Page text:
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Qantas reveals $500 million loss caused by lockdowns

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Qantas is forecasting a loss of more than $2 billion this financial year

The Aussie Airline has issued a statement to the ASX stating that recent COVID-19 lockdowns had cost the airline $500 million in earnings.

That included $15 million from Perth’s 3-day snap lockdown, $29 million from the Brisbane lockdown, and even worse, $400 million from the lockdown in Sydney’s Northern Beaches.

A sustained rebound in the Australian domestic travel market and the performance of its Freight and Loyalty divisions continues to drive the Qantas Group’s recovery from the impacts of COVID-19.

The national carrier has recently pushed back its plan to restart international travel.

In a statement, Qantas CEO Alan Joyce says:

“Managing costs remains a critical part of our recovery, especially given the revenue we’ve lost and the intensely competitive market we’re in.”

Joyce has called for urgency to speed up the rollout of the COVID-19 vaccine in Australia, stating “Australia has to put the same intensity into the vaccine rollout as we’ve put on lockdowns and restrictions, because only then will we have the confidence to open up.”

“We’ve adjusted our expectations for when international borders will start opening based on the government’s new timeline,

A Qantas plane takes off from the Sydney International airport on May 6, 2021, as Australia’s competition regulator said it would block a pricing, code-sharing and scheduling deal between Qantas and Japan Airlines because it would likely mean higher fares for passengers. (Photo by Saeed KHAN / AFP)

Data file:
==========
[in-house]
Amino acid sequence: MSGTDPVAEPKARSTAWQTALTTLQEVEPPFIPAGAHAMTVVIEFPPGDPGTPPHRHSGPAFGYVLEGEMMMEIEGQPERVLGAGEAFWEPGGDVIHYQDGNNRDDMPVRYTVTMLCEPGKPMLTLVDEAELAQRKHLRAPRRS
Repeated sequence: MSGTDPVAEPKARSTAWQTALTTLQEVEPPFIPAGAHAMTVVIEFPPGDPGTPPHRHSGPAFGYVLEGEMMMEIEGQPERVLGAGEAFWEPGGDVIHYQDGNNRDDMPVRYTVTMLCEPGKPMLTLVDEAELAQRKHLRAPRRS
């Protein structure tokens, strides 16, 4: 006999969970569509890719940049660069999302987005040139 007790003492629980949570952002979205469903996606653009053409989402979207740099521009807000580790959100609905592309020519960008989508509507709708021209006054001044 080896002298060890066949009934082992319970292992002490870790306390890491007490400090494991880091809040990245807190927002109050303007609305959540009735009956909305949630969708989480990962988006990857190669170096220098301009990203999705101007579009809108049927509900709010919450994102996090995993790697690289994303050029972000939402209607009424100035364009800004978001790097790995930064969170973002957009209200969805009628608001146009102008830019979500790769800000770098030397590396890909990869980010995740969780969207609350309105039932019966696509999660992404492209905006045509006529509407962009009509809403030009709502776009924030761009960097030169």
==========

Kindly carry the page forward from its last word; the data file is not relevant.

Some Qantas crew are back at work – others are set to go

Qantas boss Alan Joyce said, “It’s great to see so many of our people now back at work and the majority of our fleet back in the air.”

The airline has reduced its workforce drastically since the start of the pandemic, with thousands of employees wither stood down or made redundant.

Qantas confirmed of approximately 22,000 roles across the Group, some 16,000 are currently stood up, including all domestic crew, all corporate employees and some international crew.

It’s understood the airline will ask international cabin crew to volunteer to be made redundant.

Qantas staff talk to passengers onboard a flight bound for Auckland on April 19.

Anthony Lucas is reporter, presenter and social media producer with ticker News. Anthony holds a Bachelor of Professional Communication, with a major in Journalism from RMIT University as well as a Diploma of Arts and Entertainment journalism from Collarts. He’s previously worked for 9 News, ONE FM Radio and Southern Cross Austerio’s Hit Radio Network. 

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Management shake up at under fire Qantas

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There’s been a management shake up at Australia’s flag carrier airline Qantas, which has come under fire for cancellations and delays

Jetstar CEO and longtime Qantas executive Gareth Evans has resigned.

He was touted as a potential replacement for controversial Qantas CEO Alan Joyce.

Gareth Evans has been with Qantas for 23 years.

He has been chief of Jetstar since 2017, but has worked across the group and has now “decided this is the right moment to move on”.

This comes as the aviation grapples with the higher fuel prices and staffing issues at airports that are affecting much of the industry globally.

Strong demand

Qantas has also updated the market, saying it’s on track to record second half earnings of just over 500 million dollars.